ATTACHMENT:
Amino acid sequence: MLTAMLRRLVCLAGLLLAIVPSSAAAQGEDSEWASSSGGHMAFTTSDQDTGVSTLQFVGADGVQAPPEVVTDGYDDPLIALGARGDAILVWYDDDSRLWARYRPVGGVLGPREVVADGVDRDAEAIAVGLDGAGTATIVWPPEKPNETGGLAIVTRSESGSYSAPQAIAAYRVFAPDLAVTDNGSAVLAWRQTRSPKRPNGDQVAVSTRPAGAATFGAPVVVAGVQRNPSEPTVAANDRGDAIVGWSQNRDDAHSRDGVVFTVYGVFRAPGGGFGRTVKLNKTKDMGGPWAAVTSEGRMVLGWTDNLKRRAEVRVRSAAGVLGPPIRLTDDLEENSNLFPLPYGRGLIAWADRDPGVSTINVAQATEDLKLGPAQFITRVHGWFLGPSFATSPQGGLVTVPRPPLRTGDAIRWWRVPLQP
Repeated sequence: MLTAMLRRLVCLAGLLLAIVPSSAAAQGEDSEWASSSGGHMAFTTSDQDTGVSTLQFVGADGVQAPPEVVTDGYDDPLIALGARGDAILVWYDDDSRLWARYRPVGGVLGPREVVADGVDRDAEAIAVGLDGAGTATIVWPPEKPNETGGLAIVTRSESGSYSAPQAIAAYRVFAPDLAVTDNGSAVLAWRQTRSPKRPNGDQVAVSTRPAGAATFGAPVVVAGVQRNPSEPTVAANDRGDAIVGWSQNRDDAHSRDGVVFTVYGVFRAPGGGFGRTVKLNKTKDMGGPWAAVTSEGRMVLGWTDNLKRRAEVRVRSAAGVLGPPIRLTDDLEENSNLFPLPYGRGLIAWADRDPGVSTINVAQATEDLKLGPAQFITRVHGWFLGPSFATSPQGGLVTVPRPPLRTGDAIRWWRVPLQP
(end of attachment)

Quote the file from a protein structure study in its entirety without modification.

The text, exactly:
Amino acid sequence: MLTAMLRRLVCLAGLLLAIVPSSAAAQGEDSEWASSSGGHMAFTTSDQDTGVSTLQFVGADGVQAPPEVVTDGYDDPLIALGARGDAILVWYDDDSRLWARYRPVGGVLGPREVVADGVDRDAEAIAVGLDGAGTATIVWPPEKPNETGGLAIVTRSESGSYSAPQAIAAYRVFAPDLAVTDNGSAVLAWRQTRSPKRPNGDQVAVSTRPAGAATFGAPVVVAGVQRNPSEPTVAANDRGDAIVGWSQNRDDAHSRDGVVFTVYGVFRAPGGGFGRTVKLNKTKDMGGPWAAVTSEGRMVLGWTDNLKRRAEVRVRSAAGVLGPPIRLTDDLEENSNLFPLPYGRGLIAWADRDPGVSTINVAQATEDLKLGPAQFITRVHGWFLGPSFATSPQGGLVTVPRPPLRTGDAIRWWRVPLQP
Repeated sequence: MLTAMLRRLVCLAGLLLAIVPSSAAAQGEDSEWASSSGGHMAFTTSDQDTGVSTLQFVGADGVQAPPEVVTDGYDDPLIALGARGDAILVWYDDDSRLWARYRPVGGVLGPREVVADGVDRDAEAIAVGLDGAGTATIVWPPEKPNETGGLAIVTRSESGSYSAPQAIAAYRVFAPDLAVTDNGSAVLAWRQTRSPKRPNGDQVAVSTRPAGAATFGAPVVVAGVQRNPSEPTVAANDRGDAIVGWSQNRDDAHSRDGVVFTVYGVFRAPGGGFGRTVKLNKTKDMGGPWAAVTSEGRMVLGWTDNLKRRAEVRVRSAAGVLGPPIRLTDDLEENSNLFPLPYGRGLIAWADRDPGVSTINVAQATEDLKLGPAQFITRVHGWFLGPSFATSPQGGLVTVPRPPLRTGDAIRWWRVPLQP